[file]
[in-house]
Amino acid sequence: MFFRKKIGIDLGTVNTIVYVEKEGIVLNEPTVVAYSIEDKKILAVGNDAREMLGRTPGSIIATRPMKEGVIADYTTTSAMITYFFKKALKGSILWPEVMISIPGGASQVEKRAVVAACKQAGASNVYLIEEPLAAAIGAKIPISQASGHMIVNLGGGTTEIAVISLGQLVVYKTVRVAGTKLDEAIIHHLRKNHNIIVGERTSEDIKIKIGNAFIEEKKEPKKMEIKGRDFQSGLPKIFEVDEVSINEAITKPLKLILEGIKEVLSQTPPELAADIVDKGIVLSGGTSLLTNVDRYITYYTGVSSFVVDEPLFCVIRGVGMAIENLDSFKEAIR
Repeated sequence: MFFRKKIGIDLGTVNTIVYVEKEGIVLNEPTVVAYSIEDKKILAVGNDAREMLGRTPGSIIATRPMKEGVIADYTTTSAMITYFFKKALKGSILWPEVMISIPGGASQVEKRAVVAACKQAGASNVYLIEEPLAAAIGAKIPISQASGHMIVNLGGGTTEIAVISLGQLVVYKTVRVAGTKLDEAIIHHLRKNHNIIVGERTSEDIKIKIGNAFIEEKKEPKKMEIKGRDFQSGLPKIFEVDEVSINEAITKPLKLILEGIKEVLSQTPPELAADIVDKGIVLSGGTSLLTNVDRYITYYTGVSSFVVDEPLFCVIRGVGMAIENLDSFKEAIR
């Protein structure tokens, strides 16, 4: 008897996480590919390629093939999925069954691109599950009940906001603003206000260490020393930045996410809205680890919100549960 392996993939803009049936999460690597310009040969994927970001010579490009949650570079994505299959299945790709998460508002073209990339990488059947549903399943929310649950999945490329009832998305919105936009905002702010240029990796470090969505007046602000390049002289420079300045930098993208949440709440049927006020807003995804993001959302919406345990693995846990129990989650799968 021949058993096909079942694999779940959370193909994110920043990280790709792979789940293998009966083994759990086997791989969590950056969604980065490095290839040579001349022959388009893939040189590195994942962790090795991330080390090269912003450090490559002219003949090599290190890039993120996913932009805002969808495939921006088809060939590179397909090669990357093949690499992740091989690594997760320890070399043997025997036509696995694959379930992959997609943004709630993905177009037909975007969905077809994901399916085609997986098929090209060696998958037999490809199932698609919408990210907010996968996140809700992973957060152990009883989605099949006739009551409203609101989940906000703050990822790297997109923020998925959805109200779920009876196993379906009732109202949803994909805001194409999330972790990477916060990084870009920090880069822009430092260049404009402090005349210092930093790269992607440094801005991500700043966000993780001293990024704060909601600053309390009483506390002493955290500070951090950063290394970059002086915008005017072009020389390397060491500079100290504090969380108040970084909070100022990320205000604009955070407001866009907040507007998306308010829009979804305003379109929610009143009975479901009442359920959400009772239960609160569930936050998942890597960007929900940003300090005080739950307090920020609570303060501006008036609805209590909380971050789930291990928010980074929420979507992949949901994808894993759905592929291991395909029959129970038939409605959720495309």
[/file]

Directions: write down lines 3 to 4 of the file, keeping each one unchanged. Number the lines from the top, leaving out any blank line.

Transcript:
Repeated sequence: MFFRKKIGIDLGTVNTIVYVEKEGIVLNEPTVVAYSIEDKKILAVGNDAREMLGRTPGSIIATRPMKEGVIADYTTTSAMITYFFKKALKGSILWPEVMISIPGGASQVEKRAVVAACKQAGASNVYLIEEPLAAAIGAKIPISQASGHMIVNLGGGTTEIAVISLGQLVVYKTVRVAGTKLDEAIIHHLRKNHNIIVGERTSEDIKIKIGNAFIEEKKEPKKMEIKGRDFQSGLPKIFEVDEVSINEAITKPLKLILEGIKEVLSQTPPELAADIVDKGIVLSGGTSLLTNVDRYITYYTGVSSFVVDEPLFCVIRGVGMAIENLDSFKEAIR
């Protein structure tokens, strides 16, 4: 008897996480590919390629093939999925069954691109599950009940906001603003206000260490020393930045996410809205680890919100549960 392996993939803009049936999460690597310009040969994927970001010579490009949650570079994505299959299945790709998460508002073209990339990488059947549903399943929310649950999945490329009832998305919105936009905002702010240029990796470090969505007046602000390049002289420079300045930098993208949440709440049927006020807003995804993001959302919406345990693995846990129990989650799968 021949058993096909079942694999779940959370193909994110920043990280790709792979789940293998009966083994759990086997791989969590950056969604980065490095290839040579001349022959388009893939040189590195994942962790090795991330080390090269912003450090490559002219003949090599290190890039993120996913932009805002969808495939921006088809060939590179397909090669990357093949690499992740091989690594997760320890070399043997025997036509696995694959379930992959997609943004709630993905177009037909975007969905077809994901399916085609997986098929090209060696998958037999490809199932698609919408990210907010996968996140809700992973957060152990009883989605099949006739009551409203609101989940906000703050990822790297997109923020998925959805109200779920009876196993379906009732109202949803994909805001194409999330972790990477916060990084870009920090880069822009430092260049404009402090005349210092930093790269992607440094801005991500700043966000993780001293990024704060909601600053309390009483506390002493955290500070951090950063290394970059002086915008005017072009020389390397060491500079100290504090969380108040970084909070100022990320205000604009955070407001866009907040507007998306308010829009979804305003379109929610009143009975479901009442359920959400009772239960609160569930936050998942890597960007929900940003300090005080739950307090920020609570303060501006008036609805209590909380971050789930291990928010980074929420979507992949949901994808894993759905592929291991395909029959129970038939409605959720495309």